Things Discovered and Taken Away from Spiritual Direction

13 April 2007

Allow yourself to love what you love.

The parable of the Good Samaritan is not really about how good the Samaritan is or how bad the Priest and Levite are.  The real point of the parable is that your neighbor, in this situation, is not the Priest or Levite —who everyone says you ought to love— but the Samaritan —the person whom it is a scandal to love.  This is the beginning of the law.  Not the whole of the law, just the beginning.

From this discussion during Spiritual Direction today, I gathered the following: allow yourself to be led where you feel led, especially if it feels exciting to go down that path.  If it feels wrong because you know it is a bad or evil path, then don’t go, but if you feel love for it . . . go down the path.


My Spiritual Director used to be a monk, and he drew my attention to the Good Samaritan when we spoke about humility.   He was reminded of a sermon he heard when he was in the monastery.  The preacher said that realizing that what we want or plan does not always work out is not humility.  This, the preacher asserted, was humiliation.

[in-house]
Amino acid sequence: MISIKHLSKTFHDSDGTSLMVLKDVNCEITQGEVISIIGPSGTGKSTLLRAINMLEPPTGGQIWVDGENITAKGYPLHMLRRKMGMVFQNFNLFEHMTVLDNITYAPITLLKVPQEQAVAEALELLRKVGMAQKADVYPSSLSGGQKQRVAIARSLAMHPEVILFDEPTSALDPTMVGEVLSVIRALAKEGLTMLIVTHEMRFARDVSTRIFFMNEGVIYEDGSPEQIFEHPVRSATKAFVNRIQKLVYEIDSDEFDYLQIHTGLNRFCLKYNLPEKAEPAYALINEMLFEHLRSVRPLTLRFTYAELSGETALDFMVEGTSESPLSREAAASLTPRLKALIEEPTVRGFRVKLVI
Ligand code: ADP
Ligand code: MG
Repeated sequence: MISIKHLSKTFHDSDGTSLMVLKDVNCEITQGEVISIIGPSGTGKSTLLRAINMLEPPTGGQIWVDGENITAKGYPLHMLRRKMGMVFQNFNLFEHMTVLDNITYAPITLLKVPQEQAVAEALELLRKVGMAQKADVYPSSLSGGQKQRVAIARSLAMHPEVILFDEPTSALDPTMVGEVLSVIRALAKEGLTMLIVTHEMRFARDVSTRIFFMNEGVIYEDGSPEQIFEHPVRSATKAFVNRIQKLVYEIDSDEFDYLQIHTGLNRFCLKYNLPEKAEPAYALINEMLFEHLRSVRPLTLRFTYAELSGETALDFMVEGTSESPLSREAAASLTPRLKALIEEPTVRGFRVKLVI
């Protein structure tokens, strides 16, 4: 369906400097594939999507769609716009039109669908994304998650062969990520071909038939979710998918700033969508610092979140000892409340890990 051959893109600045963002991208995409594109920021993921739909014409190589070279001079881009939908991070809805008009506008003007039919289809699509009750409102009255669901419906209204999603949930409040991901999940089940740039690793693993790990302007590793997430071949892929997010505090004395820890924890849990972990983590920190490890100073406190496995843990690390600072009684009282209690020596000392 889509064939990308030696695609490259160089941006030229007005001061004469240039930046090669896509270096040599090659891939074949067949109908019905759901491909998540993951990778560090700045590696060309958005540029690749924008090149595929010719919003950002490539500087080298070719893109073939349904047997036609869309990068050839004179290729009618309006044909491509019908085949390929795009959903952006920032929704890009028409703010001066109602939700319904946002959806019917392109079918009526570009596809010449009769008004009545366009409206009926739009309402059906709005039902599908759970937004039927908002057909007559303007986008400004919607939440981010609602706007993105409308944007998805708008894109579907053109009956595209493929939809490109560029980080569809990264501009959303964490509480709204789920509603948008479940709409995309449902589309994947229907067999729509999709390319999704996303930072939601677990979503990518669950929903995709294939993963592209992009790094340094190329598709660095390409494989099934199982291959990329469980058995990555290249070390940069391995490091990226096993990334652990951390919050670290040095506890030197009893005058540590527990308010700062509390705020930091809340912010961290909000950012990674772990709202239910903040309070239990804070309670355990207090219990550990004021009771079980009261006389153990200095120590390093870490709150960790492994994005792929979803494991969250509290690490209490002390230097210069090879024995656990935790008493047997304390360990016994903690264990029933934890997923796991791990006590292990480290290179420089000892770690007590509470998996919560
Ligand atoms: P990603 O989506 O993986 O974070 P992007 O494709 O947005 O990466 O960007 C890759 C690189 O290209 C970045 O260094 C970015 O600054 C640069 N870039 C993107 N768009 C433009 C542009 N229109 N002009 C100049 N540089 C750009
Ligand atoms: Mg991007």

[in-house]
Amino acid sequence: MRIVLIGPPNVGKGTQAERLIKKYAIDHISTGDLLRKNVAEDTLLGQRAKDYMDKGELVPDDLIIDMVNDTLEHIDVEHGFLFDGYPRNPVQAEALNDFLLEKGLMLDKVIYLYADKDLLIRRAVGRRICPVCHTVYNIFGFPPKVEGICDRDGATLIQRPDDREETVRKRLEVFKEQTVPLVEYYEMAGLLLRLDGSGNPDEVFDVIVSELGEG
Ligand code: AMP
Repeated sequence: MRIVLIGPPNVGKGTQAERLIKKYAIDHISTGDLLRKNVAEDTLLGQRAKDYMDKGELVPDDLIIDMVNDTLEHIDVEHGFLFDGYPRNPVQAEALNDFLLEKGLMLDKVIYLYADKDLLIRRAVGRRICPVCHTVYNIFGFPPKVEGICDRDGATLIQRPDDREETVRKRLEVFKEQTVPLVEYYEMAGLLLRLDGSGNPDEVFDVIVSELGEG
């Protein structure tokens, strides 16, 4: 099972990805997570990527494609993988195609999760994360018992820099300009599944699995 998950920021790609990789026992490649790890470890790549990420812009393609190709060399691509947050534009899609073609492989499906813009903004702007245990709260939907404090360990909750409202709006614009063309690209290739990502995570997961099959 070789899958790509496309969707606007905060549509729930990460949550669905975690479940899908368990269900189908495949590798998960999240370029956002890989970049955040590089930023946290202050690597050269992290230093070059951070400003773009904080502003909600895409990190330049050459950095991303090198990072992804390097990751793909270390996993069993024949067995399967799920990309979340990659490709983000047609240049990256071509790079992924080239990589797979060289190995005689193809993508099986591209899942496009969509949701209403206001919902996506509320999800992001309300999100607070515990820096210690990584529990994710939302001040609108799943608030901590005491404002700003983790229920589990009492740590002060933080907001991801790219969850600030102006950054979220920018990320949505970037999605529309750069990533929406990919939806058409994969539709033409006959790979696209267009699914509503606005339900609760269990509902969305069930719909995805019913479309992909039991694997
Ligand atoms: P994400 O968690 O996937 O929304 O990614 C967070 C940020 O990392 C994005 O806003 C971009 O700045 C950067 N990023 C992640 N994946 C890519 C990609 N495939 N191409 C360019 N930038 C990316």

True humility, on the other hand, is doing something, completing it, and recognizing that what was done was 100% the actor’s doing and 100% God’s grace.

There’s something very Icarnational there and very true.


Here’s the great challenge.  Benedict is all about balance.  We must be part of the community: not solitaries but also not holocausts of the community.  We must work, yes, but we must have time for prayer, eating, enjoyment, and Sabbath.

My Spiritual Director is a very helpful, very wise man.  Thank God for him.


3 Responses to “Things Discovered and Taken Away from Spiritual Direction”

  1. Scott Says:

    Wonderful, Jorge. Thank you for sharing this. I sense we share a spiritual director. 🙂 Which is also wonderful (although there’s always a chance that we have different directors both of whom were monks).

  2. We may just share a spiritual director. Maybe.

  3. Scott Says:

    I’m finding spiritual direction very enlivening and hope-restoring. It has already helped me to venture into some areas I had a habit of only thinking about and not acting on. So much is helped by the dropping of self-criticism, in my case my constant labeling of my own prayer life as “fragmented,” “inadequate,” or whatever. One of the first tasks was to drop the adjectives and just label it “MY prayer life.”

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